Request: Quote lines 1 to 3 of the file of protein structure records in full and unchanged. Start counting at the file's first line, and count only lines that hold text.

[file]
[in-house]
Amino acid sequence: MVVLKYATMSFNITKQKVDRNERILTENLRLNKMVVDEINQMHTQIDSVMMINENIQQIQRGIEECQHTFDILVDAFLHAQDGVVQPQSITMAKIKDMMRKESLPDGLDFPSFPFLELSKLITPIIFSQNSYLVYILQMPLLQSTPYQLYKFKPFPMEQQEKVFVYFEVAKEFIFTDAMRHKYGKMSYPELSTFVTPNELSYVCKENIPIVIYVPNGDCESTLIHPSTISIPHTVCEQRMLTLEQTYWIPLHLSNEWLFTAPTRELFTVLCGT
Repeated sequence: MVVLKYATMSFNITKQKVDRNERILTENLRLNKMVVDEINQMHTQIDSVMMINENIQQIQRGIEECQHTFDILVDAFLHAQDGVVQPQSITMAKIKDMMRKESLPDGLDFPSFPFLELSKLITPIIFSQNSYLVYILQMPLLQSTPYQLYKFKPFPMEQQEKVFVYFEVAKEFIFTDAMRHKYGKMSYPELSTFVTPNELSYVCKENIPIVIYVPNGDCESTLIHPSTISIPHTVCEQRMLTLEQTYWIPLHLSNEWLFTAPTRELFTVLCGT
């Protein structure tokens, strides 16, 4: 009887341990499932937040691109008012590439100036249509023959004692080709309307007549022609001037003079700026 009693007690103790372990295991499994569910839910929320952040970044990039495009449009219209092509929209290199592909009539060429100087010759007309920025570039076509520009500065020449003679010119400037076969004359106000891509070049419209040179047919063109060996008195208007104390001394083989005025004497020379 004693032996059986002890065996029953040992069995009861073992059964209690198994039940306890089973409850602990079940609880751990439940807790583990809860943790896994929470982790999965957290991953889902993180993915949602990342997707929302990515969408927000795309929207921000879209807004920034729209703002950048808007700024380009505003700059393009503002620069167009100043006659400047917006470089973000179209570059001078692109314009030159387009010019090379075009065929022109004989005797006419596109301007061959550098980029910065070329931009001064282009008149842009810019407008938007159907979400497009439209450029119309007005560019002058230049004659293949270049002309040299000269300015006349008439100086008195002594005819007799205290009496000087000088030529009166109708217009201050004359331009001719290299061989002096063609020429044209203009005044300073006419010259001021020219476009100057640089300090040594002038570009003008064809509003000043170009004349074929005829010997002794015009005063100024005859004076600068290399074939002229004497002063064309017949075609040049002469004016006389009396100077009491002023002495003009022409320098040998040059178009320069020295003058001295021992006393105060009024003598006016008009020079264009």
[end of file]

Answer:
[in-house]
Amino acid sequence: MVVLKYATMSFNITKQKVDRNERILTENLRLNKMVVDEINQMHTQIDSVMMINENIQQIQRGIEECQHTFDILVDAFLHAQDGVVQPQSITMAKIKDMMRKESLPDGLDFPSFPFLELSKLITPIIFSQNSYLVYILQMPLLQSTPYQLYKFKPFPMEQQEKVFVYFEVAKEFIFTDAMRHKYGKMSYPELSTFVTPNELSYVCKENIPIVIYVPNGDCESTLIHPSTISIPHTVCEQRMLTLEQTYWIPLHLSNEWLFTAPTRELFTVLCGT
Repeated sequence: MVVLKYATMSFNITKQKVDRNERILTENLRLNKMVVDEINQMHTQIDSVMMINENIQQIQRGIEECQHTFDILVDAFLHAQDGVVQPQSITMAKIKDMMRKESLPDGLDFPSFPFLELSKLITPIIFSQNSYLVYILQMPLLQSTPYQLYKFKPFPMEQQEKVFVYFEVAKEFIFTDAMRHKYGKMSYPELSTFVTPNELSYVCKENIPIVIYVPNGDCESTLIHPSTISIPHTVCEQRMLTLEQTYWIPLHLSNEWLFTAPTRELFTVLCGT